ONTARIO — Your old red and white health card is now terminal.
As a measure to reduce fraud, the old cards are set to be done as of July 1st, says the Ontario government.
The cards were originally introduced around 1990 without an expiry date. Approximately 300,000 remain in circulation — or two percent of all health cards. Modern photo-ID cards came out later that decade — but do have an expiry date, likely dissuading some of the old card users from ever making the switch.
“The advanced security features of the photo health card help protect our public health system and is another measure to improve value for taxpayers’ dollars,” said Christine Elliott, Deputy Premier and Minister of Health. “While there is no cost to convert or renew an Ontario photo health card, there could be significant costs by allowing red and white health cards, which could be used fraudulently, to remain in circulation. Each month, individuals using these outdated cards access up to $108 million in health services.”
Starting this month, individuals with red and white health cards will begin to receive letters letting them know that they will need to get a photo health card at a ServiceOntario centre before the July 1, 2020, deadline.
New photo-ID cards are available without charge at ServiceOntario centres. Applicants must complete a Health Card Re-Registration form ahead of time or do so at the ServiceOntario outlet and bring the right original documents (proof of Canadian citizenship or OHIP-eligible immigration status; proof of residency in Ontario and proof of identity) to complete the process.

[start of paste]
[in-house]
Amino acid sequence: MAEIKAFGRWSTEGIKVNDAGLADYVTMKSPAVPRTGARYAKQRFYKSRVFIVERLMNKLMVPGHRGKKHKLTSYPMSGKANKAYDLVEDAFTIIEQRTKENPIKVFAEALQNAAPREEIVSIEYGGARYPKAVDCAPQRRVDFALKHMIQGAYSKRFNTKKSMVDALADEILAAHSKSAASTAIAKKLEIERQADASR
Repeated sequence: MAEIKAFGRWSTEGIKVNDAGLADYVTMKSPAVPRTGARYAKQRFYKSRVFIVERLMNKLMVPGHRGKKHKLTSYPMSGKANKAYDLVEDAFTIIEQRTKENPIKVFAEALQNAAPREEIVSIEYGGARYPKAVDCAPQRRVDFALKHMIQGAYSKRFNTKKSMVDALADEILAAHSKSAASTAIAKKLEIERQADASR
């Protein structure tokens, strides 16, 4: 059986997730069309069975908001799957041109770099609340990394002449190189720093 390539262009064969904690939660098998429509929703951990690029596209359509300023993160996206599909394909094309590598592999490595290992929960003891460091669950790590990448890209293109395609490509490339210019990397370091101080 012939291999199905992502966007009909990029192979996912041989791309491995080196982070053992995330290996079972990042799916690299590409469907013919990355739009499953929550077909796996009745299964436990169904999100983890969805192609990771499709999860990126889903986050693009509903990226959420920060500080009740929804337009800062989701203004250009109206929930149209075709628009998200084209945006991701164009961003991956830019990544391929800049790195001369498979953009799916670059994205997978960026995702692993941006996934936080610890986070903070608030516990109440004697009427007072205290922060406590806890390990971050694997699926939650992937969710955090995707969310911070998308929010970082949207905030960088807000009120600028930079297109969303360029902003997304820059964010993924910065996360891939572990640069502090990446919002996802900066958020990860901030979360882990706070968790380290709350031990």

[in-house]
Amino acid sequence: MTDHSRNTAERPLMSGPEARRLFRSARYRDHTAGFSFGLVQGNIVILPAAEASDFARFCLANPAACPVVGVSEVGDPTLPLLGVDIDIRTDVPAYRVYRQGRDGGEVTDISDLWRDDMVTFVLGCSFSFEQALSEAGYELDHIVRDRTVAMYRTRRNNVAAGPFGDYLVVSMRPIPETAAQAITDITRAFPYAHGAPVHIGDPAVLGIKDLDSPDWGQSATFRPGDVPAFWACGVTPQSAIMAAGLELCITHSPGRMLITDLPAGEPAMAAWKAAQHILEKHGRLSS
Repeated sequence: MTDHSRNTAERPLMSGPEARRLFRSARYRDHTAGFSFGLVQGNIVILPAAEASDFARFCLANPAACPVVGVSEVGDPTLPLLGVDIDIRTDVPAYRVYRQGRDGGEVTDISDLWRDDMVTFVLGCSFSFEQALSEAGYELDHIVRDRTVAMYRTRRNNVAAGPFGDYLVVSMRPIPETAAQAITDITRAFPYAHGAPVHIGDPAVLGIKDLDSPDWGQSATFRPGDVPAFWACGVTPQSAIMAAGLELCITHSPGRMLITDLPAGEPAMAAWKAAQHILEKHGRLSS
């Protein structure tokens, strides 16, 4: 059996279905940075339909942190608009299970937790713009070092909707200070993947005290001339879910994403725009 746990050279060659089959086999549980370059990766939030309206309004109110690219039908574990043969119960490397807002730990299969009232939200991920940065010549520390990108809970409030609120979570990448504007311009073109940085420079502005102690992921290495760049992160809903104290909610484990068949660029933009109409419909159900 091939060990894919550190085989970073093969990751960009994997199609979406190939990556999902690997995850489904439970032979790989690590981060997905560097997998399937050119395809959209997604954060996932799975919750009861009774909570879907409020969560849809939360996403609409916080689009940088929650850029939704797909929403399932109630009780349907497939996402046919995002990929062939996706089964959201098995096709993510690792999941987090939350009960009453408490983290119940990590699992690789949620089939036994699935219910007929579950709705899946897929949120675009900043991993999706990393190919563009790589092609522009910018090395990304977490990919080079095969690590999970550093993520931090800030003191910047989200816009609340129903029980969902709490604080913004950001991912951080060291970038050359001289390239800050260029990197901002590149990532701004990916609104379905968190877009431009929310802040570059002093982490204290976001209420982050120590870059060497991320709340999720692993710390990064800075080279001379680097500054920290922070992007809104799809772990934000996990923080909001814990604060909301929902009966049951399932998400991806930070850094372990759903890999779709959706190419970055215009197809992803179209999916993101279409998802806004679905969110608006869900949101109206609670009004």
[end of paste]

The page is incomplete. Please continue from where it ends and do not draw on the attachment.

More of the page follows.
The government also points out that regardless of an individual’s health card status, Ontario’s public hospitals cannot refuse to provide services to a patient who is faced with a life-threatening medical emergency.
Red and white card holders not converted by July 1, 2020, may be asked to pay up-front for OHIP-insured health services. However, the government also says such out-of-pocket costs incurred by tardy vintage card holders will be “promptly” reimbursed once they get their new photo card.In addition to sending multiple notification letters, the province says it will advertise the final transition at all ServiceOntario locations and promote the red-and-white card’s looming demise on the ministry’s social media channels.
Successive provincial governments have talked about doing away with the original health card for the last 25 years.